America has a dark secret that no one wants to admit. Talk of this secret will get you labeled as a conspiracy theorist, fake news, and outlets who report on it will have their organic reach throttled by social media and Google alike.
Despite the overwhelming evidence to the contrary, many in the mainstream media and the government refuse to see this very real epidemic of child sex trafficking in the United States.
What’s more, according to the government’s own data, the vast majority of a portion of these trafficked kids are coming from the country’s own foster care system.
Children are being needlessly ripped from homes at such an alarming rate that hundreds of parents in one state have gone so far as to create a counter-kidnapping organization to stop it.
As reported last week, a parent’s rights organization filed a letter in federal court last Tuesday asking a federal judge strike down Minnesota’s current child protection laws for being too expansive and removing children from loving and safe homes without due process.
“Families are being abused, and in some cases, destroyed, as a result of laws that are inappropriate,” said Dwight Mitchell, the lead plaintiff in the case and founder of the parents’ association. “This is legal kidnapping.”
This legal kidnapping is happening in states across the country and it is contributing to the very real epidemic of child trafficking. The reality of such practices within the United States foster system is outright horrifying.
In 1984, the United States Congress established the National Center for Missing & Exploited Children (NCMEC), and, as part of Missing Children’s Assistance Reauthorization Act of 2013 they receive $40 million to study and track missing and trafficked children in the United States.
The Star Tribune reported that growing parents’ movement “Stop Child Protection Services From Legally Kidnapping, said it has documented nearly 50 cases in 23 counties across the state in which children were wrongly removed and placed into foster care, based on false or disputed evidence.”
The organization, which represents a coalition of civil rights groups, black parents and attorneys, seeks a court order declaring that specific state laws governing circumstances under which a child can be removed from the home deprive families of due process and are unconstitutional.
In 2017, NCMEC assisted law enforcement with over 27,000 cases of missing children, the majority who were considered endangered runaways.
According to their most recent report complied from FBI data and their own, of the nearly 25,000 runaways reported to NCMEC in 2017, one in seven were likely victims of child sex trafficking. Of those, 88 percent were in the care of social services when they went missing.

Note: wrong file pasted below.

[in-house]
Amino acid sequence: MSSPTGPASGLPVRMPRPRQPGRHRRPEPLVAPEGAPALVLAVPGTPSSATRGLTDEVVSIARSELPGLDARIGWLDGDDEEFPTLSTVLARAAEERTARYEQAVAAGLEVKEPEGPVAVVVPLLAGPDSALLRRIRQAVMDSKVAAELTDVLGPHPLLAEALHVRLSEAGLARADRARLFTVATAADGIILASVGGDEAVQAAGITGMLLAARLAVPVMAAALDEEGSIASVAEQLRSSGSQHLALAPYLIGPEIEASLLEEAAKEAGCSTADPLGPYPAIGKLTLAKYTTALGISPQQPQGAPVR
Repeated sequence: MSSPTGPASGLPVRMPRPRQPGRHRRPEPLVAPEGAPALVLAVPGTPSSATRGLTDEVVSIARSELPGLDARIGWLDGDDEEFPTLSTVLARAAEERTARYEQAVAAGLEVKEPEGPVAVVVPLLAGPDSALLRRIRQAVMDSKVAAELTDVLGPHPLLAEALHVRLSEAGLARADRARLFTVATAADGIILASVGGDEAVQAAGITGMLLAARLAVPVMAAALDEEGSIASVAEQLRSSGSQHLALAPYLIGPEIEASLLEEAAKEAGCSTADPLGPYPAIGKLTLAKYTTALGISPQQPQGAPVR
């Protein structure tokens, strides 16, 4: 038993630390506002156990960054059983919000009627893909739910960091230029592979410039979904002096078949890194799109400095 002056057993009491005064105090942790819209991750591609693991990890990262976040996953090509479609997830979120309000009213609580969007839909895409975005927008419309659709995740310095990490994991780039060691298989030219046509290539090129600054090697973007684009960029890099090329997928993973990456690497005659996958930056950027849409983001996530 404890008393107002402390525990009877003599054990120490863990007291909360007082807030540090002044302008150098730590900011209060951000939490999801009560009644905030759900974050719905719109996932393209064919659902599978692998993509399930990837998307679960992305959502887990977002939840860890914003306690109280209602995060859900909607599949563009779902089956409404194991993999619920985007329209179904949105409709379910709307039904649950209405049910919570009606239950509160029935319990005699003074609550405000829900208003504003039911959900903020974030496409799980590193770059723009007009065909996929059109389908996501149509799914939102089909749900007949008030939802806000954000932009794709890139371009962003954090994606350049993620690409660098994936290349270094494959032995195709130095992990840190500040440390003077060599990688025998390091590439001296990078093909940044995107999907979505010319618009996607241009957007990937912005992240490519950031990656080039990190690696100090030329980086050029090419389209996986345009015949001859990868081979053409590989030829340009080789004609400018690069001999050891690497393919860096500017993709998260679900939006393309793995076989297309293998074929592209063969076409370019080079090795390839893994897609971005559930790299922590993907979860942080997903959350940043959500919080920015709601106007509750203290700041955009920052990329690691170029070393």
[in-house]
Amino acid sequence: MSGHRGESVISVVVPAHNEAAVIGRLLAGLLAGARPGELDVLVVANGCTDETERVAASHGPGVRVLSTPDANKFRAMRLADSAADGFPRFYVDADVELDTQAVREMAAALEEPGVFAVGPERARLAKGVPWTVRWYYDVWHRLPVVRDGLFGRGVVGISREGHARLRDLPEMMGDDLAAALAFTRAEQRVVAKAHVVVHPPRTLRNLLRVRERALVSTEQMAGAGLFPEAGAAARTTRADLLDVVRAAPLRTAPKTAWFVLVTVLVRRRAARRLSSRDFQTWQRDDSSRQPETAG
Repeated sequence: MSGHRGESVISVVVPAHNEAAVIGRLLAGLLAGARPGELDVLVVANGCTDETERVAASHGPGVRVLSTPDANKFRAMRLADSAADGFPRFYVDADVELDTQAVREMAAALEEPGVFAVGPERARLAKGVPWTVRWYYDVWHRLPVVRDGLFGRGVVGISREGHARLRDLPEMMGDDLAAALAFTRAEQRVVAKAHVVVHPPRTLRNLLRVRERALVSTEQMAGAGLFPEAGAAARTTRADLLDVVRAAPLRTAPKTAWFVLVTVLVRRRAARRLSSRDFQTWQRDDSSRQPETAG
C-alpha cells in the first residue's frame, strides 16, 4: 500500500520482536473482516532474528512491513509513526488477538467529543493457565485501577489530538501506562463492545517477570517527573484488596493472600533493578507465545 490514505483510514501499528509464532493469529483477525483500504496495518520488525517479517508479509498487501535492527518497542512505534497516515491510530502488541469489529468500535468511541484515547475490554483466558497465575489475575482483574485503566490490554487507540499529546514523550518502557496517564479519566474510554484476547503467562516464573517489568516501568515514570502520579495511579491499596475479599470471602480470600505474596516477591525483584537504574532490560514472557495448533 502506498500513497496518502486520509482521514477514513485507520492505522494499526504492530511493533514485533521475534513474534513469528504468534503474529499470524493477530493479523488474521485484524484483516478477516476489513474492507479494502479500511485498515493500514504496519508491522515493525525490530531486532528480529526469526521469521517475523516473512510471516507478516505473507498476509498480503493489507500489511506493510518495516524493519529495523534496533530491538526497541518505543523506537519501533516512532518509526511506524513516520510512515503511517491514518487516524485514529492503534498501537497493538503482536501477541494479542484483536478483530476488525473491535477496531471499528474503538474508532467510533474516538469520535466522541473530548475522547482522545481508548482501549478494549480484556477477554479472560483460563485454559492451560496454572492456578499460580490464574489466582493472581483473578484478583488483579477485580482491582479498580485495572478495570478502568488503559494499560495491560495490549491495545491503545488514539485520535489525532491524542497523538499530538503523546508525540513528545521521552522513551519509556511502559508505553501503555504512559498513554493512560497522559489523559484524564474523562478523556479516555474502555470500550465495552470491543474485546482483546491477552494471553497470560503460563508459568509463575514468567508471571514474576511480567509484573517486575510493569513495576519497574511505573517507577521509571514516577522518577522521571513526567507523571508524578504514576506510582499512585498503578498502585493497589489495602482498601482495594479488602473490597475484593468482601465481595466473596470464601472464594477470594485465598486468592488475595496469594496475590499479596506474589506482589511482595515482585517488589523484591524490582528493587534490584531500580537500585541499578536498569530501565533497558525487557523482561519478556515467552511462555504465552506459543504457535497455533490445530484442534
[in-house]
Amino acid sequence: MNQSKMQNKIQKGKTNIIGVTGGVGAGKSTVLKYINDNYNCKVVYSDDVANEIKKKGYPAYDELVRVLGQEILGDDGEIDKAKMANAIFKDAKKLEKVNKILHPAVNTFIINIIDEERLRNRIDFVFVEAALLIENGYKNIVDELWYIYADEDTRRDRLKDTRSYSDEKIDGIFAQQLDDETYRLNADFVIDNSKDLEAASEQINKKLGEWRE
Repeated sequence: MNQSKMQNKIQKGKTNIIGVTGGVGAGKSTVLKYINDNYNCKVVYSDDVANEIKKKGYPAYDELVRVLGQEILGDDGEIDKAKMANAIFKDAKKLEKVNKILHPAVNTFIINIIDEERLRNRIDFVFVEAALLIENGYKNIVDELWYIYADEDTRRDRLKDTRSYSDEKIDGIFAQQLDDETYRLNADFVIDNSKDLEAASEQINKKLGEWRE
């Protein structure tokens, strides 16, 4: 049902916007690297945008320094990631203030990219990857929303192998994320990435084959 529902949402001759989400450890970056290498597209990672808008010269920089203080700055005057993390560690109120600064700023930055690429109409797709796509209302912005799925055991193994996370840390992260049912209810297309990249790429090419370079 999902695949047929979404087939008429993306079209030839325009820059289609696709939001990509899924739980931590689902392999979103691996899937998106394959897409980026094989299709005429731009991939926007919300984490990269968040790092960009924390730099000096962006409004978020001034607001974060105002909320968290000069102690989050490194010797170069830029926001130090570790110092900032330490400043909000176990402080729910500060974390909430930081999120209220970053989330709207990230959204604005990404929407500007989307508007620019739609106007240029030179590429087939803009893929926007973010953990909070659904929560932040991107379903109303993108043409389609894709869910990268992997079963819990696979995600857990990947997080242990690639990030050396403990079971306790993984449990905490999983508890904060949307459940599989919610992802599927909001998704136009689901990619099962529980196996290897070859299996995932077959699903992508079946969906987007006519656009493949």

Showing the scope of the abuse, in 2017 alone, NCMEC’s CyberTipline, a national mechanism for the public and electronic service providers to report instances of suspected child sexual exploitation, received over 10 million reports.
According to NCMEC, most of these tips were related to the following:
Apparent child sexual abuse images.
Online enticement, including “sextortion.”
Child sex trafficking.
Child sexual molestation.
Other governmental organizations have corroborated this horrifying trend.
In a 2013 FBI 70-city nationwide raid, 60 percent of the victims came from foster care or group homes.
In 2014, New York authorities estimated that 85 percent of sex trafficking victims were previously in the child welfare system. In 2012, Connecticut police rescued 88 children from sex trafficking; 86 were from the child welfare system.
Equally as disturbing as the fact that most sex trafficked kids come from within the system is the fact that the FBI discovered in a 2014 nationwide raid that many foster children rescued from sex traffickers, including children as young as 11, were never reported missing by child welfare authorities.
Last year, TFTP reported on an example of this lack of reporting out of Topeka, Kansas. In the shocking report, the Kansas Department for Children and Families (DCF), which oversees foster care in the state, were found to have lost 70 children after a high profile case of three missing sisters garnered the attention of authorities.
James E Windsor, Overpasses News Desk
December 16th, 2018